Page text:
I work in a non-creative role (corporate legal) in a creative company (broadcast television and media).
There are days where I really envy our marketing, advertising, digital and social media folks. They get to brainstorm and experiment and, you know, have fun.
And then there are days where the thought of constantly having to come up with something new and exciting and innovative sounds so… so mentally draining to me, to be honest. Continue reading
There might be a reason why we tend to focus more on our weaknesses instead of celebrating our strengths:
Our brains tend to naturally tune in to the bad v. the good.
And, well, I guess we don’t need to look any further than our own Facebook newsfeeds on a Monday morning to realize that: I honestly think the ratio of disgruntled complaints to fun, upbeat updates on mine this morning was something like… 10:1 – which, if you take into account that experts often cite 5:1 as the ideal ratio for positive v. negative interactions in order for a romantic relationship to thrive, we could then infer that many of us seem to be pretty unhappy in our relationship with our lives.
So, how do we train ourselves to be happier, exactly?
The topic of working hard(er) v. working smart(er) came up recently in the last discussion thread.
Which got me thinking…
I recently had plans of attending an event co-hosted by my company’s Military Channel, to be held at the Newseum in downtown DC. Unfortunately, I hadn’t been feeling well in the few days leading up to the event, so I settled for the internal event recap the next morning at work instead.
As I scrolled through the photos, someone looked very familiar to me. The photo caption confirmed who he was: I interviewed for a position at the museum with him and his staff two years ago, during the summer of 2011.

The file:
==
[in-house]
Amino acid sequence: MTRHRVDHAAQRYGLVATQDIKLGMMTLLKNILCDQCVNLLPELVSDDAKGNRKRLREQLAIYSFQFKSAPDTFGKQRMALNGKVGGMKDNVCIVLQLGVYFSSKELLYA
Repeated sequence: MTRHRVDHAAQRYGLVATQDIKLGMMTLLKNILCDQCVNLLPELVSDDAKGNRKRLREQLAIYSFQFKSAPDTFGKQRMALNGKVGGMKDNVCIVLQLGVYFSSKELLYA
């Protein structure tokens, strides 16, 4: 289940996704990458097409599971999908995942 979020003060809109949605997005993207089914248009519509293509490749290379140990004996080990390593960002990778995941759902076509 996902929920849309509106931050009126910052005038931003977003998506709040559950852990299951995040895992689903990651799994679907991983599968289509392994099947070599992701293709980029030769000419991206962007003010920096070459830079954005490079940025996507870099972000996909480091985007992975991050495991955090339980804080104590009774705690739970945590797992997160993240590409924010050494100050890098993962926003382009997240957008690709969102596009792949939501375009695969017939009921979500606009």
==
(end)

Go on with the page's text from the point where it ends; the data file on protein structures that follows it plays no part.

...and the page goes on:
When I was five, maybe a little younger, my father’s mortgage and real estate development company went bankrupt when the Canadian house bubble burst.
In the aftermath, my family spent nearly a year or so without a place to call “home”. We were poor for a very long time.
And, honestly, I don’t think any of us ever fully recovered from that financial downfall.
For anyone who grew up in an emotionally intense, emotionally volatile household like I did, managing our emotions might be something that’s easier said than done.
Some of us might even wish that knowing how to do so came more naturally to us – like learning how to work out our frustrations on our own v. taking it out on the nearest person, for example, or learning how to resolve conflict in a constructive manner v. broadcasting our angst and anger via our social media networks.
Sounds familiar? Continue reading
Most guys settle for planning (and executing) great marriage proposals.
But this guy? This guy planned the proposal as well as an entire secret wedding day based on his girlfriend’s Pinterest wedding board, all without her suspecting a thing.
The romantic in me aww’ed for about a second. Then the realist in me started to wonder:
1) How much did everything cost, and
2) Does he plan on sharing those numbers with her?
I hope he did. Considering how money issues are the leading predictor of divorce, I truly believe that discussing many wedding-related spending decisions together with my husband gave us a good foundation to deal with more serious financial matters in the future.
I am no financial expert. And, as a writer, I dislike dealing with numbers.
Photo courtesy of Stefani Chung Photography
But I do like getting creative (e.g., check out our DIY wedding candy buffet!), and I am proud of myself and my husband for putting our hearts and wallets together to plan a fun, memorable wedding without spending a ridiculous amount of money.
Of course, what constitutes as “a ridiculous amount of money” is relative: the average DC wedding apparently costs almost $34K these days…